The cryofracture technique consists in rapid freezing of a biological sample and its fracturing at low temperature under vacuum. A replica of the fractured surface is then generated by evaporation of carbon and platinum. The replica is separated from the tissue leaving a thin Pt – Carbon film observed in a transmission electron microscope (TEM). 

Preparation of samples

The biological sample is submitted to rapid/ultrarapid freezing. When the temperature decreases below the freezing point the general hydration water of the living matter crystallizes in situ in many small crystals. These may damage samples, in particular the cellular membranes.

A high speed of freezing partly avoids the formation of these crystals. It is also possible to protect the sample before freezing by a pretreatment with a cryoprotectant such as an aqueous glycerol (25%). And to prevent plasmolysis of cells resulting from glycerol treatment the sample may be fixed with glutaraldehyde.

Sample preparation is function of water content of the tissues. In general, for samples with water content varying from 50 to 80% a prefixation with 4% glutaraldehyde and 25% glycerol treatment before freezing result in nice images. For samples with very low water content as dry ungerminated seeds (5 to 10 % water content) or seeds germinated for a few hours (20 to 45% water content) higher concentrations of both glycerol and glutaraldehyde (50%) result in good qualities images.

Fracture of frozen samples : on the right

The frozen samples on their support are disposed in a particular instrument (example Balzers BA 360 M) at -100°C under high vacuum. They are fractured with a microtome equipped with Eversharp – shick blade and maintained at low temperature with liquid nitrogen.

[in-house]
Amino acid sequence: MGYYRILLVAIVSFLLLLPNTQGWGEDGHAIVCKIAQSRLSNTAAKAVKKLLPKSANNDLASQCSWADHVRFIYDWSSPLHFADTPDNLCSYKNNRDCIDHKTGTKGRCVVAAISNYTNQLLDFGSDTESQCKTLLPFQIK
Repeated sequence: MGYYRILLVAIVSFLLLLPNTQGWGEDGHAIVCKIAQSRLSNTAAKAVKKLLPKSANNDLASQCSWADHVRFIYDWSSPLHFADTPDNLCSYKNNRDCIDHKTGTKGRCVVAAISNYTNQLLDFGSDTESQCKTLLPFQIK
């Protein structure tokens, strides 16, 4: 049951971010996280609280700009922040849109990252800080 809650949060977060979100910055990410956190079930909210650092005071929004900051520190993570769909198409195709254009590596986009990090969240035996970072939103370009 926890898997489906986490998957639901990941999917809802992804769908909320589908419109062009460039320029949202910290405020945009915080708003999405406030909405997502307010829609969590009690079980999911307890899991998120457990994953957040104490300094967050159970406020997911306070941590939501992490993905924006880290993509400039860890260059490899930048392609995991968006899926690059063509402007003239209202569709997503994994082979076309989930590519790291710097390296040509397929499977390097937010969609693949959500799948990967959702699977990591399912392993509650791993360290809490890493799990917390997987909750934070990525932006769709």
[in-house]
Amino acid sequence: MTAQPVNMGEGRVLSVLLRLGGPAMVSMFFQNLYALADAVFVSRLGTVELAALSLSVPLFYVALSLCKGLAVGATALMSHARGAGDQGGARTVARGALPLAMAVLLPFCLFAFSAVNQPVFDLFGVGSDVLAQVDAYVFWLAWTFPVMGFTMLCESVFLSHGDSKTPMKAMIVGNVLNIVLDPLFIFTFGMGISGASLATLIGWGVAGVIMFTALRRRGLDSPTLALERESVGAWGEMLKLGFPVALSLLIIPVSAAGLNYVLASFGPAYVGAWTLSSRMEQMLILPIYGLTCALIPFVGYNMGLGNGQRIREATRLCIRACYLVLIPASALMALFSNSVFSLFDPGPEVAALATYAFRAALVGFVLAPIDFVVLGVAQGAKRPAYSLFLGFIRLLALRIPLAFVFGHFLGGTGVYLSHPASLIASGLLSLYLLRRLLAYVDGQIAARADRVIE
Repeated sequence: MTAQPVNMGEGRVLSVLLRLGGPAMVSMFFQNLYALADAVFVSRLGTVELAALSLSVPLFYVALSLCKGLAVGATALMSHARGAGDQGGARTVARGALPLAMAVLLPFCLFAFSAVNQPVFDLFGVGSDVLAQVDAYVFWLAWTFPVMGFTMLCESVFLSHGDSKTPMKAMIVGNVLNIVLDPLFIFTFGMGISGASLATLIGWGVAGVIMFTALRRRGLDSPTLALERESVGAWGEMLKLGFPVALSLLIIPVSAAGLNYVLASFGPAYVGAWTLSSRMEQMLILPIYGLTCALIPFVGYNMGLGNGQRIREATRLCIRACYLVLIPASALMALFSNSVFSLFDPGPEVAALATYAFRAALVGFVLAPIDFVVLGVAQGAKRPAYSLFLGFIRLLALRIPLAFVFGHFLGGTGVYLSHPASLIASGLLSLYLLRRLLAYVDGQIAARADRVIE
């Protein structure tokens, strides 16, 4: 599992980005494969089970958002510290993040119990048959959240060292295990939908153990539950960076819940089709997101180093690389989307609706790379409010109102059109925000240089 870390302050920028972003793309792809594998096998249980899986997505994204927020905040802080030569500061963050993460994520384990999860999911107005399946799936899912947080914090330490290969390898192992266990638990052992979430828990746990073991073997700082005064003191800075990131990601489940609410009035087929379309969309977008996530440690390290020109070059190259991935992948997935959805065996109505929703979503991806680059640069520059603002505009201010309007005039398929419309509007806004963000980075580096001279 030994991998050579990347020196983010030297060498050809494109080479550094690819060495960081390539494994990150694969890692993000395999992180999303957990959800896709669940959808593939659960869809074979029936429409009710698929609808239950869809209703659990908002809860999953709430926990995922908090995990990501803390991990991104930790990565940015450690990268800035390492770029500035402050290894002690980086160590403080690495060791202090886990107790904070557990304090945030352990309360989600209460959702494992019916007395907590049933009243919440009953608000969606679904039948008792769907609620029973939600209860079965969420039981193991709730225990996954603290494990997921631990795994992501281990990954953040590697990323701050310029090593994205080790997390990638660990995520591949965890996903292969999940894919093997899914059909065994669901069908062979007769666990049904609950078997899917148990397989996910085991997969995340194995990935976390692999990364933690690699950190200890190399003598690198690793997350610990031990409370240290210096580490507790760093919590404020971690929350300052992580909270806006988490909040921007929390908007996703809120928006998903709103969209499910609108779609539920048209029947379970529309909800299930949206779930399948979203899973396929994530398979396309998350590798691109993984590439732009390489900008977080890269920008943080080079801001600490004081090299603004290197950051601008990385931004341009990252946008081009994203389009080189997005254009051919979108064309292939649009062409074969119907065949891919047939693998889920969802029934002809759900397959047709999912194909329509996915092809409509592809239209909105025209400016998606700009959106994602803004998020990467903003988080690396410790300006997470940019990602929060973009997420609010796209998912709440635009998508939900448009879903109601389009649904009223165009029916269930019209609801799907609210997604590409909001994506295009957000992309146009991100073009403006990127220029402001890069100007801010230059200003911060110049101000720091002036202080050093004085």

Depending on the level of fracture it is possible to image the outer surface of sample or internal structures of the sample. However, the technique is extremely useful for examining the macromolecular structure of membranes. Indeed, the fracture preferentially splits the membranes along weak hydrophobic planes and separates membrane phospholipids into two opposite and complementary faces (see figure on the right).


The fracture occurs inside the phospholipid bilayer (conituous line). The process yields two fracture faces designated according to the nomenclature of Branton et al. (1975): the PF face is half of the membrane that remains attached to the cytoplasm (protoplasmic face) and the EF face, half of the bimolecular leaflet that remains attached to the extracellular medium (cell wall in plant cells) after fracturing.


The details of structures revealed by the fracture are covered at -100 °C by a thin layer of carbon – Pt evaporated over the fractured surface. Carbon and platinum are evaporated from an angle (30 to 45°) that confers a three-dimensional image of the fractured surface. A thin layer of carbon is then evaporated to stabilize and reinforce the replica. Both layers, Pt – C and C form the replica.

The structures of the specimen exposed to the source will be covered by carbon – Pt will stop electrons and will appear electron dense. On the contrary the structural details of the surface that are on the opposite of the source will not be covered by Pt – C. They will allow the passage of electrons and they will appear bright.

On the right : principle of shadowing according to (1970) in « Electron Microscopy and plant ultrastructure ». Ed McGraww Hill.

a: evaporation of metal from a filament.
b: proportion of electrons that will reach the screen of the transmission electron microscope.

Cleaning of the replica
The vacuum is broken, and the sample covered with the replica is removed. It is firstly immersed in a solution of 10% sulfuric acid then in 75% sulfuric acid to digest the biological material adhering to the replica. Once the digestion is complete the replica is transferred in bi distilled – water to be washed several times. It is finally mounted on formvar copper coated electron microscope grid and observed with a transmission electron microscope.

Beow portions of the plasma membrane faces with small globular structures corresponding to intramembrane proteins. Their projected shadow appears bright.

Sea also transmission electron micrographs of plasma membrane facesof nuclear envelope and Golgi in fractured Zea mays roots and in spinach shoot meristem.